Canadian Consulting Engineer
Beavers and operators blamed for Kashechewan
When E-coli contamination was found in the water supply of the Kashechewan First Nations reserve in late October, hundreds of residents of the remote reserve near James Bay were airlifted out. The Cree community’s water treatment plant was built 10 years ago at a cost of $3.6 million.
Initial media reports suggested that the E-coli problem was because the plant was not adequate for the 1,900 population and because an intake was located downstream from overflowing sewage lagoons. In fact, the intake is on a different stream system, but when beaver dams blocked the outlet from the sewage lagoons, sewage backed up and contaminated the water source.
Timmins-based engineering firm B.H. Martin Consultants (not the designers of the plant) examined Kashechewan’s water supply in 2002 and told the band how important it was to break up the beaver dams. It had not been done in recent years. Compounding the problems, the plant’s automation system had not worked so the operators tried to run the plant manually. They turned off the alarm system years ago, and did not fix a $30 chlorinator. After the crisis broke, Chris LeBlanc of Northern Waterworks, who was brought in by Health Canada, found the chlorinator had an airlock. The problem was fixed and a day later, he was drinking water from the plant tap.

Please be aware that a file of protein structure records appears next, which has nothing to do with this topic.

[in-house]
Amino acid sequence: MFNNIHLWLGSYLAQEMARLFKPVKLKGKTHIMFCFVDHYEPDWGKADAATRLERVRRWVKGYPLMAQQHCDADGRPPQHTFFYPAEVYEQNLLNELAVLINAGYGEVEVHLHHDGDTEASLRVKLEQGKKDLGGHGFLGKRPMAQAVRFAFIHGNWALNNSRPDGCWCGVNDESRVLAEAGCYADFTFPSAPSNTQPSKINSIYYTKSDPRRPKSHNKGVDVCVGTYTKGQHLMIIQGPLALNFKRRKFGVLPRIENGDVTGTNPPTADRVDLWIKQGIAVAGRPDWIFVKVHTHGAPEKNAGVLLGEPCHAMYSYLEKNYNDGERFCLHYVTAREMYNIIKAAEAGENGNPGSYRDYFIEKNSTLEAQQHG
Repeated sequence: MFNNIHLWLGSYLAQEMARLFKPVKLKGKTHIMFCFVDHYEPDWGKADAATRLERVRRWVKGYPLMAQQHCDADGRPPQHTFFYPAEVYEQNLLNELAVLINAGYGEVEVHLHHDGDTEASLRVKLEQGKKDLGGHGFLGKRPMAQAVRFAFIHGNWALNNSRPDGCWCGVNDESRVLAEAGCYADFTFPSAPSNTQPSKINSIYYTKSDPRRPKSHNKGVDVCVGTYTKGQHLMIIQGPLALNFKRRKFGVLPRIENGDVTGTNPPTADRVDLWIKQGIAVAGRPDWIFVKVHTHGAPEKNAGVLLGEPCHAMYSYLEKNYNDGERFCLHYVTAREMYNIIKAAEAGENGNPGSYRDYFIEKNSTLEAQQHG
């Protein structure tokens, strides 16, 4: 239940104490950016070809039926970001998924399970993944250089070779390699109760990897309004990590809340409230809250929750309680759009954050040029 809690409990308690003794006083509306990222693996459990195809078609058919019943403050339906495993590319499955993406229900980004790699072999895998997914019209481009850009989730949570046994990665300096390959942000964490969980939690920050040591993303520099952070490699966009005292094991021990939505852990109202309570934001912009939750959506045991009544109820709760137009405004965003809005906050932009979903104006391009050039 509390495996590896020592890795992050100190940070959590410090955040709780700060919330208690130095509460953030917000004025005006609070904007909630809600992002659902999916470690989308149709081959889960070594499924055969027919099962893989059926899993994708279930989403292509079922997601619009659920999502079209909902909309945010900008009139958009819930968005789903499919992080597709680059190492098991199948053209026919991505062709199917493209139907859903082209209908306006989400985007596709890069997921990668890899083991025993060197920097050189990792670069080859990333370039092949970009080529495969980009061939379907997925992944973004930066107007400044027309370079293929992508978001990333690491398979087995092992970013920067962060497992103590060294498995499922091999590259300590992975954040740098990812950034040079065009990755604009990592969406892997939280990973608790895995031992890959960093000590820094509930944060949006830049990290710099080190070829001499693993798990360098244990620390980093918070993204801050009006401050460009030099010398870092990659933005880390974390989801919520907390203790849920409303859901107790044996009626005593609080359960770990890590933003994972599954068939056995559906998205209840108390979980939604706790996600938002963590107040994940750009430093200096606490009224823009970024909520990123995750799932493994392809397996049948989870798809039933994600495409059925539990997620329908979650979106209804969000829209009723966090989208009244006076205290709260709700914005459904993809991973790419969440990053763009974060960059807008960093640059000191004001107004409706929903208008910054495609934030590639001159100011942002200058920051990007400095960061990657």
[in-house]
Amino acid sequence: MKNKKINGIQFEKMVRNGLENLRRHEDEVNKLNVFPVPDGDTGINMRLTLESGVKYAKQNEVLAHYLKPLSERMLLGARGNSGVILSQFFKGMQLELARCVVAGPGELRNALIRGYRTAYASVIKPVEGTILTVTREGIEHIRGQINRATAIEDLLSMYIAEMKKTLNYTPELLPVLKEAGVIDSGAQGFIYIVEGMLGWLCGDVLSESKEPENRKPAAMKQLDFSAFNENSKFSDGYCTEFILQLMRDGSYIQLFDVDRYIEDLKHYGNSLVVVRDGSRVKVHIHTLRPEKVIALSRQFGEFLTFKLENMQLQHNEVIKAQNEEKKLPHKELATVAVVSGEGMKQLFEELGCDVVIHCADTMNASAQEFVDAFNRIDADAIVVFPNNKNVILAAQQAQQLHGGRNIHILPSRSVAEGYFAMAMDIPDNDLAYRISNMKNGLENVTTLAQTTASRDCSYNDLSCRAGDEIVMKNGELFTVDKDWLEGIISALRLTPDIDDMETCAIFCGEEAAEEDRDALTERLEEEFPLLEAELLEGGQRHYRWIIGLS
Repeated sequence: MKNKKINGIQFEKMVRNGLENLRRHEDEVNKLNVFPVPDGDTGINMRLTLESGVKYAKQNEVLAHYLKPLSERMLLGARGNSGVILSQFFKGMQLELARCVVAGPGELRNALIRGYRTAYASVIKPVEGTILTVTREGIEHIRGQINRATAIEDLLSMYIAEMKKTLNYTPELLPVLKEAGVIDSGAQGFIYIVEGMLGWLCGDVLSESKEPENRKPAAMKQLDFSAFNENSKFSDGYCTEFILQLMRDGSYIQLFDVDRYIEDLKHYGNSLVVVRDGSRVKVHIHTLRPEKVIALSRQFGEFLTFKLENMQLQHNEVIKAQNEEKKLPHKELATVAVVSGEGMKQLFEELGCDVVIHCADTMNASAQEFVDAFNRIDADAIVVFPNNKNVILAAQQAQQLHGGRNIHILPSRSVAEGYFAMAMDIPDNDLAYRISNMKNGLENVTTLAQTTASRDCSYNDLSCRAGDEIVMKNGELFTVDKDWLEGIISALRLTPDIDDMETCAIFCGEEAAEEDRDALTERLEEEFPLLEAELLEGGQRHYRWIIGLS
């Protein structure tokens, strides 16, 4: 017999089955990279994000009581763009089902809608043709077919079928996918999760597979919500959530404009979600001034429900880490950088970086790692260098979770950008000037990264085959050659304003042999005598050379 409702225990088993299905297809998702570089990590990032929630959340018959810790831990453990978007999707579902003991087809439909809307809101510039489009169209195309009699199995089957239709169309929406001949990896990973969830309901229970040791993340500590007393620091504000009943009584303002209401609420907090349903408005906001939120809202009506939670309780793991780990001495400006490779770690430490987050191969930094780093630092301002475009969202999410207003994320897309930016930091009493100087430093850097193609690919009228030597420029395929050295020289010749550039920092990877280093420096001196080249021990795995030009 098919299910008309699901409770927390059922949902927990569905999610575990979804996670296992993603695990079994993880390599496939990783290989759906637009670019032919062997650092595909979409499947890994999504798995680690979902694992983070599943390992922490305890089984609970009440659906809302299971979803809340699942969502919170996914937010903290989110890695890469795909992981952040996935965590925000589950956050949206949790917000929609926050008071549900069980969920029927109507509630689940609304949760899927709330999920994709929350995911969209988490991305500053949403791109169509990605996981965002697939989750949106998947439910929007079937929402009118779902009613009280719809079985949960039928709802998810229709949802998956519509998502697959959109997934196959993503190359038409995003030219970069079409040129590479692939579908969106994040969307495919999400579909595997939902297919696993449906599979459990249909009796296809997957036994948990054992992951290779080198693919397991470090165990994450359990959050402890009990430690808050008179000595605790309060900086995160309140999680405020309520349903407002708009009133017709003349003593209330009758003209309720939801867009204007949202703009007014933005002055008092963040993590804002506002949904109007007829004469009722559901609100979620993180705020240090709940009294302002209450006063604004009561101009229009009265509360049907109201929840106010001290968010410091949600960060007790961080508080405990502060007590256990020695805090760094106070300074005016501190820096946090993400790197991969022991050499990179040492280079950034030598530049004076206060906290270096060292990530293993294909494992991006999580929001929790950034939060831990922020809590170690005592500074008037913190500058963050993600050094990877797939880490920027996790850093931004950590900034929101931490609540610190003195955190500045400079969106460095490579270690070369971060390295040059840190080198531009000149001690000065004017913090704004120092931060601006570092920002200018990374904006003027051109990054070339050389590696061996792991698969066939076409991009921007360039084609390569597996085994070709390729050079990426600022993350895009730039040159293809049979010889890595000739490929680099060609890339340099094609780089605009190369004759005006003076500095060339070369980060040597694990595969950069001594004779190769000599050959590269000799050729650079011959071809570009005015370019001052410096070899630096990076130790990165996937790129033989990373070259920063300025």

Manitoba engineering students have new home
Engineering faculty and students at the University of Manitoba moved into a new classroom building in September, sharing it with the department of computer science. The six-storey Engineering and Information Technology Complex was built to replace the former classroom building that was demolished. It contained the fondly remembered drafting studio known as “Room 229.”
The new building has a large atrium, design studios and the dean’s offices on its main floor, with lecture theatres and offices above.
Renovations to the engineering laboratory building next door are also under way. The design team for the new building and the laboratory building renovation is led by Stantec, which inherited the project after it acquired GBR Architects. Other firms involved include Crosier Kilgour as structural engineers, SMS as mechanical engineers, MCW/AGE as electrical engineers and Cochrane as civil engineers.
Gary Bolton, P.Eng., president of SMS Engineering of Winnipeg, was co-chair of the fundraising committee for the new building. The consulting engineering community contributed $1 million to the $56-million construction project.
New Orleans levees structurally weak